Many now believe that the Iraqi Kurdish military will not withdraw from the areas they have managed to take control of over the past few months. They think the areas will simply become part of Iraqi Kurdistan by default – unless, that is, one of Iraqi Kurdistan’s most important allies, the US government, puts pressure on the Iraqi Kurdish authorities not to do this.

“In practical terms, no matter what happens, the areas that the Iraqi Kurdish military have captured from the IS group, or that they are defending, will continue to be controlled by the Iraqi Kurdish military by default,” says Ghiyath ad-Din Naqshbandi, an expert on Iraqi Kurdish politics. “Any agreement on how to solve these problems depends on the nature of Iraqi Kurdish participation in the new Iraqi government, formed by [the new Prime Minister] al-Abadi.”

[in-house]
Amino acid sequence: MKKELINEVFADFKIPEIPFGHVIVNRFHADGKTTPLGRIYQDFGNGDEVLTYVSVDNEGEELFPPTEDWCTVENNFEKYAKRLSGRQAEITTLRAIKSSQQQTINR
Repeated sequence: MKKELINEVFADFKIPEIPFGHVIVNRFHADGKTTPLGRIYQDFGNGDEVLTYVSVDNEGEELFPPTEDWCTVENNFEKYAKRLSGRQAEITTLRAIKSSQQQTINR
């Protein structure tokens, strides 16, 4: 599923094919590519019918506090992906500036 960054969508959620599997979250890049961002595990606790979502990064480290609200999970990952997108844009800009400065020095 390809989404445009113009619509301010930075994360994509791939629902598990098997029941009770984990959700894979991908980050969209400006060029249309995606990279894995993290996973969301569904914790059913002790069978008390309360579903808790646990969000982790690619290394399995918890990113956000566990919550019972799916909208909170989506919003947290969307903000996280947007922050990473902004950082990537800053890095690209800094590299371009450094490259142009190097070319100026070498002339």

“The IS group has changed the balance of power in Iraq,” Naqshbandi says. “When all this started some people thought that the IS fighters were somehow allied with the Iraqi Kurdish because, indirectly, they were doing the Iraqi Kurdish a favour, by emptying the disputed territories of the Iraqi army. But then the IS group began to make its way toward Iraqi Kurdistan, trying to make that part of their Caliphate too.  And that got the Kurds involved in a war they never wanted to be involved in, in the first place – they have always considered this a sectarian conflict that has nothing to do with the Kurdish cause.”